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Nationals cash in with playoff shares

Nationals cash in with playoff shares

Win the World Series, receive an extra $382,358.18.

Such is the case for the Washington Nationals. The Nationals issued 61 full playoff shares, 14.13 partial shares and two cash awards out of their $29,110,012.47 player pool, Major League Baseball announced Tuesday. 

The players' pool is generated by a percentage of postseason gate receipts. The breakdown works like this: 50 percent from the Wild-Card Games, 60 percent from the first three games of the Division Series and 60 percent from the first four games of both the League Championship Series and World Series. 

This year's total pool ( $80,861,145.74) was the third-largest in history, according to MLB.

Washington's share totals are lower than Boston's distribution of a year ago. The Red Sox handed out 66 shares of $416,837.72 after winning the 2018 World Series.

A full share from Houston as the 2019 runner-up clocked in at $256,030.16.

Players hold a meeting before the postseason to decide how to distribute playoff shares. Fifty players appeared in games for the Nationals in 2019. So, 11 non-players received full playoff shares. The extra $328,000-plus may not be much to Max Scherzer, who has a $210 million contract. But, it can be a windfall for others working behind the scenes.

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Virginia General Assembly issues proclamation to commend Nationals for World Series run

Virginia General Assembly issues proclamation to commend Nationals for World Series run

“Baby Shark” may forever be ingrained in the memories of Nationals fans, but now the song—as well as many other key contributors to the team’s World Series run—is officially a part of Virginia history after the General Assembly issued a joint proclamation Tuesday commending the club on its title.

With general manager Mike Rizzo and the commissioner’s trophy in attendance, lawmakers met Tuesday and agreed to issue a proclamation to “commend the Washington Nationals of Major League Baseball, 2019 World Series champions, on the occasion of their monumental victory.”

They also asked that the clerk send a copy of the document to the Lerner family “as an expression of the General Assembly’s admiration for the team’s success and its contributions to the Commonwealth.”

The proclamation details the path that led to the Nationals’ improbable championship run, including its 19-31 start, five comeback wins in elimination games, UVA alumni Ryan Zimmerman and Sean Doolittle, dugout dances and, of course, “Baby Shark.”

“The Washington Nationals demonstrated to young players all over the world what can be accomplished through grit and determination and gave fans a moment they will cherish for the rest of their lives,” the document reads.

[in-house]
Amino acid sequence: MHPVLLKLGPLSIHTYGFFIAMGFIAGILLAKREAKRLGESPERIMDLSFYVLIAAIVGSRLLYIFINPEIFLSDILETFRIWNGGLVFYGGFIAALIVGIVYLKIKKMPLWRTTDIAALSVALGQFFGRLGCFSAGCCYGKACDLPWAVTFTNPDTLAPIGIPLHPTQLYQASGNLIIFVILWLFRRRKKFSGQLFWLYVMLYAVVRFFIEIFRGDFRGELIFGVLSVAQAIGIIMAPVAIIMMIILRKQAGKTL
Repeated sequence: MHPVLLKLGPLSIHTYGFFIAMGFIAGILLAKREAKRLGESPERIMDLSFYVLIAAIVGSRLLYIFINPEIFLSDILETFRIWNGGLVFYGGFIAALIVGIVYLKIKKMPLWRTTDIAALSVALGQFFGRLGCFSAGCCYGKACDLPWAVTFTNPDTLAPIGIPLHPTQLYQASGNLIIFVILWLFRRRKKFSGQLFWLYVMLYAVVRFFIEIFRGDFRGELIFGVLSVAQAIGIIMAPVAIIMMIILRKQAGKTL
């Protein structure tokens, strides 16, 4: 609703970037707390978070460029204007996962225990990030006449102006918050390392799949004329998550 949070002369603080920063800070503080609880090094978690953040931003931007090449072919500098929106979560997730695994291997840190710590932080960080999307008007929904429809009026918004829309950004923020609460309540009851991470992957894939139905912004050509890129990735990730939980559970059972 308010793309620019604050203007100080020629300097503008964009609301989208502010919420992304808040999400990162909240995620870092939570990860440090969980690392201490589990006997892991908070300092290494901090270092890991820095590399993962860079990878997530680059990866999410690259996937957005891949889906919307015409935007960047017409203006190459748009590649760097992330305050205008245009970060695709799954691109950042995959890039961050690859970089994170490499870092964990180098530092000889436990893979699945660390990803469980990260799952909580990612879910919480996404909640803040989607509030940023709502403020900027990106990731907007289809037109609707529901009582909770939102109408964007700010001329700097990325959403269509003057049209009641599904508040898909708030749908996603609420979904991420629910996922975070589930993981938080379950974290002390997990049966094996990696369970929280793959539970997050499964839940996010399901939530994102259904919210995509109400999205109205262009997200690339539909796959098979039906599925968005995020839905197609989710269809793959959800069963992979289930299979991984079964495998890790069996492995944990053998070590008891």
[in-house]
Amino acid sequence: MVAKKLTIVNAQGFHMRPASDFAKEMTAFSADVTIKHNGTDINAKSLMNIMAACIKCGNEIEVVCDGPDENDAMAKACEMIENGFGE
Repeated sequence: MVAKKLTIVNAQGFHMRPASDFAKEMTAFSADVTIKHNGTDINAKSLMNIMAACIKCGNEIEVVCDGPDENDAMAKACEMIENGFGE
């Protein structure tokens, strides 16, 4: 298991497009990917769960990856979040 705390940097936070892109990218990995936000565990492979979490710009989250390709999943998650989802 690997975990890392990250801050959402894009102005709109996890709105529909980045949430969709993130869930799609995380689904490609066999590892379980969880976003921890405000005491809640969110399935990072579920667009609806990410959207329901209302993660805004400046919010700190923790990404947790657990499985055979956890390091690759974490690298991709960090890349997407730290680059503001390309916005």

It’s been a whirlwind of an offseason for the Nationals, who won the World Series and paraded down the streets of D.C. before a slew of key contributors hit free agency days later. The Nationals have re-signed several of those players, including the aforementioned Zimmerman, as they look to defend their title in 2020.

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Nationals officially announce re-signing of franchise icon Ryan Zimmerman

Nationals officially announce re-signing of franchise icon Ryan Zimmerman

Ryan Zimmerman is officially back with the only organization he’s ever known after the Nationals announced Tuesday that they re-signed the first baseman to a one-year deal.

Multiple outlets reported Friday that Zimmerman and the Nationals agreed on a $2 million base salary for 2020 with incentives related to playing time that could push the amount to $5 million. Washington also owes Zimmerman $2 million for the buyout of his team option for this season from his last contract.

Since being the inaugural draft pick of the Nationals after they moved to D.C., Zimmerman has set team records (2005-present) for games (1,689), hits (1,784), home runs (270), RBIs (1,015), runs (936) and walks (630). He endeared himself to fans as the face of the franchise during its early years of turmoil.

After sticking it through a rebuild and several prompt playoff exits, Zimmerman played a key role in the Nationals’ World Series run this past October—most notably hitting the first World Series home run in team history off Gerrit Cole in Game 1. He gave a tear-filled speech at the team’s celebratory parade in November, calling D.C. “the greatest city to play sports in the world.”

The Nationals’ 40-man roster sits at 39 after the move. Zimmerman is expected to split time at first base with offseason signee Eric Thames. That rotation could include postseason hero Howie Kendrick as well, but the addition of Zimmerman likely means Kendrick sees more action at second than first.

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